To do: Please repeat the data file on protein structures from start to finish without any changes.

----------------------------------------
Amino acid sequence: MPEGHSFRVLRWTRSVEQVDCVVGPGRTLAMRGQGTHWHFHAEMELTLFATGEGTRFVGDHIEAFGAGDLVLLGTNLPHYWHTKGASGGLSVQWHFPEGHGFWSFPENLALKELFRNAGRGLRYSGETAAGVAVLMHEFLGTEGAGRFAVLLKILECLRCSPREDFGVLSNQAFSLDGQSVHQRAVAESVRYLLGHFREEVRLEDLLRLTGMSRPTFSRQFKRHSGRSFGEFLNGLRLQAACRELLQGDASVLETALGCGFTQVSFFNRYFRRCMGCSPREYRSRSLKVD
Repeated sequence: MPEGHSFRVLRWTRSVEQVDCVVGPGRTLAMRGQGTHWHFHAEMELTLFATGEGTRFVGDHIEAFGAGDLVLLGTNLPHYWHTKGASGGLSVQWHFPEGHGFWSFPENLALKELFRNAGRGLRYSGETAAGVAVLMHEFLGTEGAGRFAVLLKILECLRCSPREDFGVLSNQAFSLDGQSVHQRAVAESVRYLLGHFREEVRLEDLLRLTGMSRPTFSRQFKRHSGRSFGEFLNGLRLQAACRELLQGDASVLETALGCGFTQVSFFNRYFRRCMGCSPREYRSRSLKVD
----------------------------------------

Amino acid sequence: MPEGHSFRVLRWTRSVEQVDCVVGPGRTLAMRGQGTHWHFHAEMELTLFATGEGTRFVGDHIEAFGAGDLVLLGTNLPHYWHTKGASGGLSVQWHFPEGHGFWSFPENLALKELFRNAGRGLRYSGETAAGVAVLMHEFLGTEGAGRFAVLLKILECLRCSPREDFGVLSNQAFSLDGQSVHQRAVAESVRYLLGHFREEVRLEDLLRLTGMSRPTFSRQFKRHSGRSFGEFLNGLRLQAACRELLQGDASVLETALGCGFTQVSFFNRYFRRCMGCSPREYRSRSLKVD
Repeated sequence: MPEGHSFRVLRWTRSVEQVDCVVGPGRTLAMRGQGTHWHFHAEMELTLFATGEGTRFVGDHIEAFGAGDLVLLGTNLPHYWHTKGASGGLSVQWHFPEGHGFWSFPENLALKELFRNAGRGLRYSGETAAGVAVLMHEFLGTEGAGRFAVLLKILECLRCSPREDFGVLSNQAFSLDGQSVHQRAVAESVRYLLGHFREEVRLEDLLRLTGMSRPTFSRQFKRHSGRSFGEFLNGLRLQAACRELLQGDASVLETALGCGFTQVSFFNRYFRRCMGCSPREYRSRSLKVD